Transportation Deal Highlights the Spending/Revenue Raising Side of the Republican Party


    In the paradoxical world many call Virginia, there are a group of legislators who claim to strongly dislike government spending while spending large amounts of government money on their own favorite programs. Saturday’s ‘deal’ on the commonwealth’s new transportation package offered more of the same big spending reality that doesn’t appear to phase legislators in the Republican Party or their fans.

    As was pointed out in an earlier post by Lowell Feld, the Democratic Party came out a winner in the negotiations over the soon-to-be-signed-into-law transportation bill (although it never quite seems like a victory to me…). Democrats not only kept the gas tax, they also cajoled Old McDonnell out of his no Medicaid expansion farmhouse. E-I, E-I, O. These two victories in and of themselves are quite remarkable, but they were just two out of many.

    For Republicans in the General Assembly, the transportation bill may become the next whipping boy after the smoke has settled and constituents get a whiff of the tax increases that will be going into effect as a result. I can hear it now, ‘You see, those Democrats just want to tax Virginians to death. To death, I say!” Of course, the same legislator saying this will be one of the same legislators who voted in favor of the bill.

    And here we have the paradox surrounding many, if not most, political conversations with conservatives (and many liberals): conservatives are the non-government spending party, right? No!!

    The myth, this gigantic lie, has seemingly shaded the rational process of millions of otherwise intelligent and knowledgeable Americans. It is a testament to how effective the conservative propaganda machine is that so many Americans can truly believe that Republicans from across the country do not spend government money. There is hardly a day that goes by that I don’t hear some form of this argument made.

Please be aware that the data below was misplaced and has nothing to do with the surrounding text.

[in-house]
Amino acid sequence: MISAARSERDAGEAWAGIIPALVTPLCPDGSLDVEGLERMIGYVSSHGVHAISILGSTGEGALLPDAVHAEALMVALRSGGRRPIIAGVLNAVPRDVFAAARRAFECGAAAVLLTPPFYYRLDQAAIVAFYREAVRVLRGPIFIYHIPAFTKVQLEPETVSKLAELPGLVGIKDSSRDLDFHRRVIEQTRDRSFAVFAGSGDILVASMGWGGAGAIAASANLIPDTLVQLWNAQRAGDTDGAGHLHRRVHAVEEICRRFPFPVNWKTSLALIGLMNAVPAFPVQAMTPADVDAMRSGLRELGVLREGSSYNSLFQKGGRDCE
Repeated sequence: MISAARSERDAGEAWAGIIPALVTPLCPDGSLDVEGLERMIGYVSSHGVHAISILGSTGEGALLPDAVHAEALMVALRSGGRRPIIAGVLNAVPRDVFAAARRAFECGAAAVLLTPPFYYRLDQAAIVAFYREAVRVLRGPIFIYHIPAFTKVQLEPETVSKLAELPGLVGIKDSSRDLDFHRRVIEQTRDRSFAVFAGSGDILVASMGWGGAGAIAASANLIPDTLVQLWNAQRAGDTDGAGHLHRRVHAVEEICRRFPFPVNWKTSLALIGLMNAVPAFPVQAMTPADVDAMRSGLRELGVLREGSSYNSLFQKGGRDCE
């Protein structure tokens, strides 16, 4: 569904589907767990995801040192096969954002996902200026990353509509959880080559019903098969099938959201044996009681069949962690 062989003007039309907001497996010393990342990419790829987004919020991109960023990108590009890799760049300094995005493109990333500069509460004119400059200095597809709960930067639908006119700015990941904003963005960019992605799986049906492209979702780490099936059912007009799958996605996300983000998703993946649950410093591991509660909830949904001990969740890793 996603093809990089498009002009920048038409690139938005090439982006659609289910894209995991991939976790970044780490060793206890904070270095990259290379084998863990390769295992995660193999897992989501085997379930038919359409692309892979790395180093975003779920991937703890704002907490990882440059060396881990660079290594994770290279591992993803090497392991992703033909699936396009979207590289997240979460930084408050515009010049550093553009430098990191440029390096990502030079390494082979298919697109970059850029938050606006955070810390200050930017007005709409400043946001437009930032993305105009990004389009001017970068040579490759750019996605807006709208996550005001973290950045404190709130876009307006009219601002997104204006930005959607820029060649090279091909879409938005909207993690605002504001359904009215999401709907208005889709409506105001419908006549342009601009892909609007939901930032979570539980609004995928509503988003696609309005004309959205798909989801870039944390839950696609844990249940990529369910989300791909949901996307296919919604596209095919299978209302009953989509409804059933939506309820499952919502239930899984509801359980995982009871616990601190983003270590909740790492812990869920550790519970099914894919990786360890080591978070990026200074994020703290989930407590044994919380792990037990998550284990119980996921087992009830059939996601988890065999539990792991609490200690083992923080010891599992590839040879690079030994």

Ronald Reagan, that stalwart of conservative values, raised the federal deficit to nearly half of what it was when he came into office.  I could write here for weeks with additional examples of Republican spending habits.

    Now, Exhibit B, Republicans have agreed to some pretty serious spending and revenue increases that should, according to their orthodoxy, be considered a golden heresy.

    It’s time to cut through the baloney. The question isn’t whether Virginia should spend taxpayer dollars to achieve social ends. The question is in what way; how best can we make a return on investment while continuing to invest in our communities? How best can be avoid the money pit that is transportation expenditures in Virginia without gutting the entire funding process?

    Three cheers for the new transportation package. It does suck in some ways but as in life, we take the good with the bad. Maybe now, too, the VA GOP will admit that some revenue generating programs are worth their weight in gold (No Del. Marshall, we shouldn’t begin minting our own gold coins!).

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